A rapidly melting snowpack and localized flooding in the South Okanagan is starting to have an impact south of the US border.
The US National Weather Service and Okanogan County Emergency Management officials in Washington State are warning residents to expect flooding later this week.
“Right now we have some low-level flooding, the normal flooding we get about every year,” NewsRadio 560 KPQ is reporting director Maurice Goodall as saying.
“It’s gonna increase; the cities are all ready — all the way from Oroville, Tonasket, Riverside, Omak and Okanogan.”
Okanogan County officials are reportedly advising residents living along the Okanogan River “to be prepared to leave, and don’t wait until the last minute, but be smart about when you might need to go.”
Okanogan Emergency Management posted a summary of flood concerns on its Facebook page Tuesday morning:
- In the north end of Okanogan County, the Similkameen River (gauge near Nighthawk) is at 13.4 feet, which is in the action stage for flooding. The river is projected to reach 15.03 feet by Friday. When the Similkameen is running at this level, it backs up the Okanogan River’s flow into Osoyoos Lake.
- Osoyoos Lake is at 913.55 feet and rising. The Washington Department of Ecology, which operates Zosel Dam, says there is twice as much water coming into the lake than can exit. The dam’s gates have been wide open since March.
- The Okanogan River gauge near Tonasket (south of Janis Bridge) is at 17.09 feet — slightly over what was reached in 2017. It is projected to reach 19.85 feet on Saturday morning. This level has not been reached since the 1970s.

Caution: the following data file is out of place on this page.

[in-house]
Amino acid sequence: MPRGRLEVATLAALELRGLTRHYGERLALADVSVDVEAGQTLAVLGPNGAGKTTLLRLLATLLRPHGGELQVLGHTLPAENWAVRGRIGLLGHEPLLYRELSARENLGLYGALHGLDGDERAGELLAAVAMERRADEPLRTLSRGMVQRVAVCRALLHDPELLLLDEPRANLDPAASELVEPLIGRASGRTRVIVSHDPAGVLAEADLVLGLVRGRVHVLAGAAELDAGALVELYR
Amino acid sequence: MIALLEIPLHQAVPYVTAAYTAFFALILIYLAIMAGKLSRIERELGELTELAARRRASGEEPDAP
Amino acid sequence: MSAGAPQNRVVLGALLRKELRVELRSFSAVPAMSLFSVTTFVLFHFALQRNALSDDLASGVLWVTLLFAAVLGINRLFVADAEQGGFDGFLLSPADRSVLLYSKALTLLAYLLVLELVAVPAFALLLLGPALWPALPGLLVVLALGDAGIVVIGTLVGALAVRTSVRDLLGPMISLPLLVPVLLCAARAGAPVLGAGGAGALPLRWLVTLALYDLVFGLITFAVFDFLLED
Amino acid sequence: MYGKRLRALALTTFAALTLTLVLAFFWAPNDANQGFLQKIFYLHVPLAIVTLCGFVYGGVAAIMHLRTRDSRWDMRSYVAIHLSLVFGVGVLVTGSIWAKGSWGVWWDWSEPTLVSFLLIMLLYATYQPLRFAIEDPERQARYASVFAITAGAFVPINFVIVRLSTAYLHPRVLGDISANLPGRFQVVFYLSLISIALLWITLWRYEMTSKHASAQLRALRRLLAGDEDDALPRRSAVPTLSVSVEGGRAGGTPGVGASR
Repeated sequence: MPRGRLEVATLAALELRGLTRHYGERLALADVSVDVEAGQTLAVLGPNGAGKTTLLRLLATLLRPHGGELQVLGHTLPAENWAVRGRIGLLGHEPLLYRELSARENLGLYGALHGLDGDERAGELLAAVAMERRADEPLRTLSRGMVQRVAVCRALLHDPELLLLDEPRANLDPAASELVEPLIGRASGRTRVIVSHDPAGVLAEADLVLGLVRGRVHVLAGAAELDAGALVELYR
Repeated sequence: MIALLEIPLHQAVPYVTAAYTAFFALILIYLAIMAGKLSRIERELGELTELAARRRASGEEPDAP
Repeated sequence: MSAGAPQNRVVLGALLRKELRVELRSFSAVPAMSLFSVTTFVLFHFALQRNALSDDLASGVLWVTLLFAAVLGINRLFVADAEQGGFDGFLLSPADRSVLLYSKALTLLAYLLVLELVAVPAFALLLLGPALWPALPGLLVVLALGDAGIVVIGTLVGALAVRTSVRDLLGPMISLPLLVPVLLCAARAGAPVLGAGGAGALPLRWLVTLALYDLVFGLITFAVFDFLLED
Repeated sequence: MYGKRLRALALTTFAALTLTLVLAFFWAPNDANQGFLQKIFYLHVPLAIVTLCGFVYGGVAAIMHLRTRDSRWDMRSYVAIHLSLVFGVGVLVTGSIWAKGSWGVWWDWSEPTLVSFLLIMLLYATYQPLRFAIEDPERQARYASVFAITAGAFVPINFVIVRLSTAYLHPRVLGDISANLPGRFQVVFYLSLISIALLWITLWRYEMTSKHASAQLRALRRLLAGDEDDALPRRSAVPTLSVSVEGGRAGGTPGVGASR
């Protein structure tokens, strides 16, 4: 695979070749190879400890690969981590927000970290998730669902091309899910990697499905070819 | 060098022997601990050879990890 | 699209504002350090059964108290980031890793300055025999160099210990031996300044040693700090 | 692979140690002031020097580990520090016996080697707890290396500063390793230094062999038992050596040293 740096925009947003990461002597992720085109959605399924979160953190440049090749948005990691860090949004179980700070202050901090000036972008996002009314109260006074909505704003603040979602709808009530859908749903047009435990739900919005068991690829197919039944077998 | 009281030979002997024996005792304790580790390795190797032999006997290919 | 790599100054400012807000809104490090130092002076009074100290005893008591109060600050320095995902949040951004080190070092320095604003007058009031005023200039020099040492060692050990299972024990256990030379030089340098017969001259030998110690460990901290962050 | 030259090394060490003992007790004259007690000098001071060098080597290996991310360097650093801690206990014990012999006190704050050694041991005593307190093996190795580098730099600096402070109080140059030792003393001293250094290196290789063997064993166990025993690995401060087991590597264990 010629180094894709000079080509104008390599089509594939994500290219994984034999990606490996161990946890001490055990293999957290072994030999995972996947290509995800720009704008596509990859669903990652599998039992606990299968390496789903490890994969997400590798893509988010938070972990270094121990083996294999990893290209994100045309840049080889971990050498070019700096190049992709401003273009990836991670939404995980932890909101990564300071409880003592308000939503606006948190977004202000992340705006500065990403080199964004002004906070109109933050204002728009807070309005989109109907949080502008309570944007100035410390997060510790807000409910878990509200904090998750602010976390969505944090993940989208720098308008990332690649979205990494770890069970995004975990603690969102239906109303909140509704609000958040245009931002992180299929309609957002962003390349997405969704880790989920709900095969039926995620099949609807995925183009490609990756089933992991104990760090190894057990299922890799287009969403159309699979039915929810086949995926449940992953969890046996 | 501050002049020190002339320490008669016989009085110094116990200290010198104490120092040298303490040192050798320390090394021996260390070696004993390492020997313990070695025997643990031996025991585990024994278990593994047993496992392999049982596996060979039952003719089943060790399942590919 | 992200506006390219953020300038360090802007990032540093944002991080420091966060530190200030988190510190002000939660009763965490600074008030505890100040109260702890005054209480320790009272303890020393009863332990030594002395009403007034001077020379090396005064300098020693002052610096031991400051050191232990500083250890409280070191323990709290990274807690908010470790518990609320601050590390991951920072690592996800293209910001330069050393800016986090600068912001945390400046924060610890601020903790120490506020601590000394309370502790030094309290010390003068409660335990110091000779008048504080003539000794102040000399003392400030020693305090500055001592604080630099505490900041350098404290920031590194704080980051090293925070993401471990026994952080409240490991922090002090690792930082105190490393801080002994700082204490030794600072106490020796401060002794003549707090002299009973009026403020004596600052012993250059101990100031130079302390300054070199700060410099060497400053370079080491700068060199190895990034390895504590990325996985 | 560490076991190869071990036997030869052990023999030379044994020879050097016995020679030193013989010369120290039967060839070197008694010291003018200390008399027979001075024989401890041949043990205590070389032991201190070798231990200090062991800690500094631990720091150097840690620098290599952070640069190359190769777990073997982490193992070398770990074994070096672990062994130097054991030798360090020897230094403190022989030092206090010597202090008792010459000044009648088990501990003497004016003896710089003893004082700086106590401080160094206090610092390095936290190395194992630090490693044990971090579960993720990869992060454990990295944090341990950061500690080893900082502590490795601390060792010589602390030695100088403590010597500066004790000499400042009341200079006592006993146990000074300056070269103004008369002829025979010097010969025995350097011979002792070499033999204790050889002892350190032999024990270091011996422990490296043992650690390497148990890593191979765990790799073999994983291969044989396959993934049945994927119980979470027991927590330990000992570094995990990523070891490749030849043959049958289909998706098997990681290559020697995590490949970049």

- In Okanogan, the US Army Corp of Engineers, along with Okanogan County Public Works, started emergency repairs of the Okanogan River dike Monday. This dike protects the town of Okanogan.
- The Okanogan River gauge at Malott — about 98 km south of Osoyoos — is at 15.04 feet and is projected to reach 18.93 feet on Saturday.
North of the US border, the Regional District of Okanagan-Similkameen — together with the Town of Princeton, Upper Similkameen Indian Band, Village of Keremeos and Lower Similkameen Indian Band — is warning property owners along the Similkameen River that access to properties, either by road or highway, may be compromised or become impassable.
The Regional District is reporting that the BC River Forecast Centre, Environment Canada and Emergency Management BC are all predicting increasing water flows over the next several days with potential of high flows and nearby creeks for the next 10 days due to spring snow melt.
All agencies are actively assessing the situation. Should conditions deteriorate, each local government will put Evacuation Alerts in place for their affected residents.